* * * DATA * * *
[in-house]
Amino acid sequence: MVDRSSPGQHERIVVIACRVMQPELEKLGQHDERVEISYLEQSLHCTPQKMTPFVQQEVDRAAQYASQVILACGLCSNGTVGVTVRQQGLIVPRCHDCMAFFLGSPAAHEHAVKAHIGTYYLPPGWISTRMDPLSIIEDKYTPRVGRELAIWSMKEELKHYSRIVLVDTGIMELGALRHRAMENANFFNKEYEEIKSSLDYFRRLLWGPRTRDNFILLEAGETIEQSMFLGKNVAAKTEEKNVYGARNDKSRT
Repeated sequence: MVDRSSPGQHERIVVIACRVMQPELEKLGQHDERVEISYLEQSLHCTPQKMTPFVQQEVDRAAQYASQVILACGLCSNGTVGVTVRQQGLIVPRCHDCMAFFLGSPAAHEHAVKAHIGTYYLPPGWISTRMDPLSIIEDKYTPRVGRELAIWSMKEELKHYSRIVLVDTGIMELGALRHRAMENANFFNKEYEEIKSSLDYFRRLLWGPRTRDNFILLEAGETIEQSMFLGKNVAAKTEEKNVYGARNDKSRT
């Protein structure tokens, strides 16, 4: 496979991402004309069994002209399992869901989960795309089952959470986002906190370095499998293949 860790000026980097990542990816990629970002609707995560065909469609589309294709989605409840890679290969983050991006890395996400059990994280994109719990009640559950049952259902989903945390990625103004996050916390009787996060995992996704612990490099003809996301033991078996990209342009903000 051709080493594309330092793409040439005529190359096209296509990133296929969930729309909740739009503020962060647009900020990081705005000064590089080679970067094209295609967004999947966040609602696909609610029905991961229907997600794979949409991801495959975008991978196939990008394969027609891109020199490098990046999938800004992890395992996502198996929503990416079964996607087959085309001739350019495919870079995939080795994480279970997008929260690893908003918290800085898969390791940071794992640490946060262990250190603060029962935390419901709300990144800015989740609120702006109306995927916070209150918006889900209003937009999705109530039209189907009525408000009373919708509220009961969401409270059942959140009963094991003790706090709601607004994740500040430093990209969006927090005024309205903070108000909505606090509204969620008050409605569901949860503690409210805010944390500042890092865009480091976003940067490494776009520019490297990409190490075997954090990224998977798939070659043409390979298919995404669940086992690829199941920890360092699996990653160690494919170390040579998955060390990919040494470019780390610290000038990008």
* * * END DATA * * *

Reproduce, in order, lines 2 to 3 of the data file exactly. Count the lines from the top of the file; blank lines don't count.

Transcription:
Amino acid sequence: MVDRSSPGQHERIVVIACRVMQPELEKLGQHDERVEISYLEQSLHCTPQKMTPFVQQEVDRAAQYASQVILACGLCSNGTVGVTVRQQGLIVPRCHDCMAFFLGSPAAHEHAVKAHIGTYYLPPGWISTRMDPLSIIEDKYTPRVGRELAIWSMKEELKHYSRIVLVDTGIMELGALRHRAMENANFFNKEYEEIKSSLDYFRRLLWGPRTRDNFILLEAGETIEQSMFLGKNVAAKTEEKNVYGARNDKSRT
Repeated sequence: MVDRSSPGQHERIVVIACRVMQPELEKLGQHDERVEISYLEQSLHCTPQKMTPFVQQEVDRAAQYASQVILACGLCSNGTVGVTVRQQGLIVPRCHDCMAFFLGSPAAHEHAVKAHIGTYYLPPGWISTRMDPLSIIEDKYTPRVGRELAIWSMKEELKHYSRIVLVDTGIMELGALRHRAMENANFFNKEYEEIKSSLDYFRRLLWGPRTRDNFILLEAGETIEQSMFLGKNVAAKTEEKNVYGARNDKSRT